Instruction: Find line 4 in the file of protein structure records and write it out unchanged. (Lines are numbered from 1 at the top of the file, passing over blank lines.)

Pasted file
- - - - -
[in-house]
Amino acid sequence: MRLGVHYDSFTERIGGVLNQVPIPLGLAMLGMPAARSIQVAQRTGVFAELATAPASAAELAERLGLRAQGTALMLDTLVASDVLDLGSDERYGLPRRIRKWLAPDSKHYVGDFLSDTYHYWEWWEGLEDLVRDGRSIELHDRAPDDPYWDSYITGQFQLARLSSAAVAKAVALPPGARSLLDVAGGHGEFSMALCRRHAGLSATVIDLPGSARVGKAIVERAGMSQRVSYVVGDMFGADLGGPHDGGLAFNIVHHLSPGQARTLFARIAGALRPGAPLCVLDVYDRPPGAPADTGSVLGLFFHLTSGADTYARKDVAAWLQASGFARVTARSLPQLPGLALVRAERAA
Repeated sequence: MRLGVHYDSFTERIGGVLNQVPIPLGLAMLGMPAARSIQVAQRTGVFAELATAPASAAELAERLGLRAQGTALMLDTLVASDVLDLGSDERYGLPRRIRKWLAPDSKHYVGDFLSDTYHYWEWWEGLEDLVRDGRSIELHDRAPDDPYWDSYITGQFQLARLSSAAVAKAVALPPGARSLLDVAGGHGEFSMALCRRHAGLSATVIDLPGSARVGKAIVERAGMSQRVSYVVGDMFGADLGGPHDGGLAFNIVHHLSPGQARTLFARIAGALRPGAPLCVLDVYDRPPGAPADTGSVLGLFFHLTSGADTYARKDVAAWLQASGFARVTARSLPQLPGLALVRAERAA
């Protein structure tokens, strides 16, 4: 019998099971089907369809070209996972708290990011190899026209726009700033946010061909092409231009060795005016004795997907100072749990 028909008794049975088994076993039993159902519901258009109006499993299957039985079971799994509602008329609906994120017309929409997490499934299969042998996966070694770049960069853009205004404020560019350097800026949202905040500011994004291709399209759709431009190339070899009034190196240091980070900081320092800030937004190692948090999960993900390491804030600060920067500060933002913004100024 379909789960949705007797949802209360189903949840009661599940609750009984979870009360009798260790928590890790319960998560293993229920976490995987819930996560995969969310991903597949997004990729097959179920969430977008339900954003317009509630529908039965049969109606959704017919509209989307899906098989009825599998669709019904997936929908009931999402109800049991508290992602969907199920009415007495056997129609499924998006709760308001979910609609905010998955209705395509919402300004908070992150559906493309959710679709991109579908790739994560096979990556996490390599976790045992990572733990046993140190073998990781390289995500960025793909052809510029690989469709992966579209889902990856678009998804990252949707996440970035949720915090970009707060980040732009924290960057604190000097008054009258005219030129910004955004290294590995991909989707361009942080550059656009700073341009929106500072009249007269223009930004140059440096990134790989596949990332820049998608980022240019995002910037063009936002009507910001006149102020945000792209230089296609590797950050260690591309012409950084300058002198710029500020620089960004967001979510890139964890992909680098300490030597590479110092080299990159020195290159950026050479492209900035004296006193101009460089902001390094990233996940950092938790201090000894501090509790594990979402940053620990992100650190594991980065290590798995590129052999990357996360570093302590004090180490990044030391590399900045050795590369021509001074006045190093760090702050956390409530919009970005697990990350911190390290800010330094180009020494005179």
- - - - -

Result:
């Protein structure tokens, strides 16, 4: 019998099971089907369809070209996972708290990011190899026209726009700033946010061909092409231009060795005016004795997907100072749990 028909008794049975088994076993039993159902519901258009109006499993299957039985079971799994509602008329609906994120017309929409997490499934299969042998996966070694770049960069853009205004404020560019350097800026949202905040500011994004291709399209759709431009190339070899009034190196240091980070900081320092800030937004190692948090999960993900390491804030600060920067500060933002913004100024 379909789960949705007797949802209360189903949840009661599940609750009984979870009360009798260790928590890790319960998560293993229920976490995987819930996560995969969310991903597949997004990729097959179920969430977008339900954003317009509630529908039965049969109606959704017919509209989307899906098989009825599998669709019904997936929908009931999402109800049991508290992602969907199920009415007495056997129609499924998006709760308001979910609609905010998955209705395509919402300004908070992150559906493309959710679709991109579908790739994560096979990556996490390599976790045992990572733990046993140190073998990781390289995500960025793909052809510029690989469709992966579209889902990856678009998804990252949707996440970035949720915090970009707060980040732009924290960057604190000097008054009258005219030129910004955004290294590995991909989707361009942080550059656009700073341009929106500072009249007269223009930004140059440096990134790989596949990332820049998608980022240019995002910037063009936002009507910001006149102020945000792209230089296609590797950050260690591309012409950084300058002198710029500020620089960004967001979510890139964890992909680098300490030597590479110092080299990159020195290159950026050479492209900035004296006193101009460089902001390094990233996940950092938790201090000894501090509790594990979402940053620990992100650190594991980065290590798995590129052999990357996360570093302590004090180490990044030391590399900045050795590369021509001074006045190093760090702050956390409530919009970005697990990350911190390290800010330094180009020494005179």